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Tags: hyundai | kia

Car Thieves Aren't the Problem, Manufacturers Are

cars and anti theft

Michael Letts By Monday, 03 April 2023 12:01 PM EDT Current | Bio | Archive

If a woman robbed at knife or gunpoint, do Democrats blame the manufacturer of the clothing she wears for not preventing the crime?

No, of course not.

Woe be to anyone who does. 

So why are Democrats blaming car manufacturers for their vehicles not being theft proof?

St. Louis, Missouri and several other cities have filed a federal lawsuit against Hyundai and Kia over the thefts of those brands of cars.

The lawsuit claims that between May 2022 and February 2023, an average of 15 Kia and Hyundai vehicles being stolen per day in St. Louis.

In the eyes of Democrats, it’s never the criminals who are guilty of committing crimes.

In this case, Mayor Tishaura Jones says the car manufacterers’ refusal to install anti-theft technology has led to an increase in stolen cars across the nation.

"Their failure to equip Kias and Hyundais with an immobilizer technology has resulted in an increased expenditure of city resources, forcing St. Louis to devote significant manpower to documenting, investigating and recovering stolen Kia or Hyundai vehicles," Mayor Jones said.

If that wasn’t brazen enough, she went on to place the blame for not having safer cars on the increase of other violent crimes: shootings, burglaries, and crashes.

"By refusing to follow industry standards making their cars so easy that a child could do it, Kia and Hyundai created a public safety hazard in cities across the country and put a target on the backs of their customers," she said.


How about arresting and prosecuting the criminals you can find?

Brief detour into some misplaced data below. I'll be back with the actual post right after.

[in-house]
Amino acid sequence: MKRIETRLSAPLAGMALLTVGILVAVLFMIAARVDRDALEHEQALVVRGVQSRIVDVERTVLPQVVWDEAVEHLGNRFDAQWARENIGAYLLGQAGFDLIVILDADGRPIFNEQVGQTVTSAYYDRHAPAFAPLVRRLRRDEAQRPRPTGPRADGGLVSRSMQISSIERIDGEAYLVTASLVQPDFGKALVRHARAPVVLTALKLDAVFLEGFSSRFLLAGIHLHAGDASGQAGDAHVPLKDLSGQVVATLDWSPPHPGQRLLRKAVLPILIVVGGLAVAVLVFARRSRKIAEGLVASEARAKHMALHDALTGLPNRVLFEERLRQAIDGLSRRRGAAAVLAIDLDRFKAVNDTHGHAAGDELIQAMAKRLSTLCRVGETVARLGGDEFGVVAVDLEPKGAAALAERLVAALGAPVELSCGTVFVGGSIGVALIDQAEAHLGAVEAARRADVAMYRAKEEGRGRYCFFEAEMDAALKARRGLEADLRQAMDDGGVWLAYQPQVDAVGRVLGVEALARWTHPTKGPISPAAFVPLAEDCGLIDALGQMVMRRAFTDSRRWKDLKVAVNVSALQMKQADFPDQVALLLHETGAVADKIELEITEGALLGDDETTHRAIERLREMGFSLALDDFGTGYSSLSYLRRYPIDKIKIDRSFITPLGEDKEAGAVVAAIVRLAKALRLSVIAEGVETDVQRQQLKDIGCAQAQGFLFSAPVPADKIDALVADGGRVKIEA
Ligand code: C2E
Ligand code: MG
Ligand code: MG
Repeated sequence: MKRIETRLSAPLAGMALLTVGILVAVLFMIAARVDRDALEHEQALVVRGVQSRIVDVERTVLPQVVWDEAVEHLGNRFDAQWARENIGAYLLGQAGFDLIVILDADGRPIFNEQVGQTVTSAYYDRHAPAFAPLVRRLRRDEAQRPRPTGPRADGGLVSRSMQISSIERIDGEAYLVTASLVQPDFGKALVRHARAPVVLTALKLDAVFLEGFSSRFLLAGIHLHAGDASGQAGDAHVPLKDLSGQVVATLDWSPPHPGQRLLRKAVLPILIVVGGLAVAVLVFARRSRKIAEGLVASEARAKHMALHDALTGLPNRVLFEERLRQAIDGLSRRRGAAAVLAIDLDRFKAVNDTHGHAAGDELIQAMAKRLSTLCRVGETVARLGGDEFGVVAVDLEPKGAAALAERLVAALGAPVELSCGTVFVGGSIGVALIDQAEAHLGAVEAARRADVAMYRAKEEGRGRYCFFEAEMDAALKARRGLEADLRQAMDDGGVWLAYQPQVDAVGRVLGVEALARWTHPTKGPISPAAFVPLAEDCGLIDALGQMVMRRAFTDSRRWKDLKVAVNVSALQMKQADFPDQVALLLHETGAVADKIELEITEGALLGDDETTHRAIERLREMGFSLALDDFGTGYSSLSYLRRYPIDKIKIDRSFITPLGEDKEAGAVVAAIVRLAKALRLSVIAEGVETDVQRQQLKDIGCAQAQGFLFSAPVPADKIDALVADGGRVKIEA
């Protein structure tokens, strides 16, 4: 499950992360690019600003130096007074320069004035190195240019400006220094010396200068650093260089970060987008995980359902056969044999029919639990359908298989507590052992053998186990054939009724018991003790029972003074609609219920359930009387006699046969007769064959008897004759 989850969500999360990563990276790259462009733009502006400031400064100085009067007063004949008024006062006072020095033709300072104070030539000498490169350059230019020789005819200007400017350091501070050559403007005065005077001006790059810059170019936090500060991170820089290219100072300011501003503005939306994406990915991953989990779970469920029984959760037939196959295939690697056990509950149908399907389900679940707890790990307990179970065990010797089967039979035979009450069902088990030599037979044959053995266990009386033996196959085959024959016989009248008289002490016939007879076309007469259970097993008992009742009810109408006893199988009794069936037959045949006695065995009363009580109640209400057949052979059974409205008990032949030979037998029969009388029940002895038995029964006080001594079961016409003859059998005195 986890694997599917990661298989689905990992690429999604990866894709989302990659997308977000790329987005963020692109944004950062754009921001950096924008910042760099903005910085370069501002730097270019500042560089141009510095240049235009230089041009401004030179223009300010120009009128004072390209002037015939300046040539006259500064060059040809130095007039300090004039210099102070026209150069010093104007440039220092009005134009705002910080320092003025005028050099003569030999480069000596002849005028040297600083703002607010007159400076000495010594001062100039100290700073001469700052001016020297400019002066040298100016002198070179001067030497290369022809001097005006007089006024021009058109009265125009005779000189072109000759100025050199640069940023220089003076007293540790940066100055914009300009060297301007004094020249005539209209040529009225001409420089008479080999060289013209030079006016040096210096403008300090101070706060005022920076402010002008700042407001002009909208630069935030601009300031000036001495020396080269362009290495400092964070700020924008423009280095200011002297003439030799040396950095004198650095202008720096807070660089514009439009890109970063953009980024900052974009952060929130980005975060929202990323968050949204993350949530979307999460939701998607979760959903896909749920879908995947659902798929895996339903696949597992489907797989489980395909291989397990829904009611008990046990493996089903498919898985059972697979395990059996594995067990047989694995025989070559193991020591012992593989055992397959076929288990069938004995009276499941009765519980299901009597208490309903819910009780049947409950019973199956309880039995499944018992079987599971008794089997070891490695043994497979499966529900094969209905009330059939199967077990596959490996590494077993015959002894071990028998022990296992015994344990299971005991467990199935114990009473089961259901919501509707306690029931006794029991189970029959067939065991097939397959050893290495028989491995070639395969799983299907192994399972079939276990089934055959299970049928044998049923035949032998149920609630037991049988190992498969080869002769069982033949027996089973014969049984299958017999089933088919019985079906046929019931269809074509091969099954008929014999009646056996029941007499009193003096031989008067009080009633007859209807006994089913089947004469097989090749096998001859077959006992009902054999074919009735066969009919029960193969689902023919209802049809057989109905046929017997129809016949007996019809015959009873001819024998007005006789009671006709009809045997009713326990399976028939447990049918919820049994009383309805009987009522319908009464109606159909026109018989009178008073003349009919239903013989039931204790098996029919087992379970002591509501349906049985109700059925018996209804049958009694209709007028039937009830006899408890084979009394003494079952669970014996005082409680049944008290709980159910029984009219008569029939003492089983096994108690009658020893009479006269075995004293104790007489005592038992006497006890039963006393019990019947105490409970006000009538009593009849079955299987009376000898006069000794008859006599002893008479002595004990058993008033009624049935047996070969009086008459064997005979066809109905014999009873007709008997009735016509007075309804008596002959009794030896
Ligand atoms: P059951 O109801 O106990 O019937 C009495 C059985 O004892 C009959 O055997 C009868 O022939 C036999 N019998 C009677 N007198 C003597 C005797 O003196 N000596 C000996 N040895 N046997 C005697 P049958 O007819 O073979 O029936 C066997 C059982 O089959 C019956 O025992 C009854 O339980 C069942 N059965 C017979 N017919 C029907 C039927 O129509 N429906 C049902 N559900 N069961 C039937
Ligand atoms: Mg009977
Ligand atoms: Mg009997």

Don’t you think that would help lower the soaring crime rate in The River City?

St. Louis started taking action last October when Jones and Director of Public Safety Dan Isom signed off on a letter threatening to sue the companies because they are contributing to a public nuisance in the city, according to Fox 2.

"[W]th this letter, the city demands that Kia and Hyundai mitigate the defective conditions providing thieves — including teenagers as young as 13 — the instrumentalities by which they are destroying property, endangering city drivers and themselves, and, in some cases, committing violent felonies," City Counselor Sheena Hamilton wrote, in part.

Interestingly, their rationale for the lawsuit is that the manufacturers’ refusal to install anti-theft devices makes the vehicles easier to steal, and that makes them liable.

Following that logic, the city’s reluctance to properly fund its police department, prosecutes criminals, and sentence them to prison, makes it easier for criminals to commit crime in the city.

It can even be said, such a failure to protect citizens attracts criminals to the city. So, by Jones’s logic, isn’t she and her administration liable for the crimes committed in her city?

Maybe Hyundai and Kia should file a countersuit claiming the city should be liable for losses incurred from the theft of their cars because they won’t prosecute criminals and have reduced police on the street.

Or, encourage residents to buy a steering wheel lock device like the Club for less than $65.

Problem solved.

Michael Letts is the Founder and CEO of In-Vest USA, a national grassroots nonprofit organization helping to re-fund police by contributing thousands of bulletproof vests for police forces through educational, public relations, sponsorship, and fundraising programs. He also has over 30 years of law enforcement experience. Read More Michael Letts reports — Here.

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St. Louis, Missouri and several other cities have filed a federal lawsuit against Hyundai and Kia over the thefts of those brands of cars.
hyundai, kia
Monday, 03 April 2023 12:01 PM
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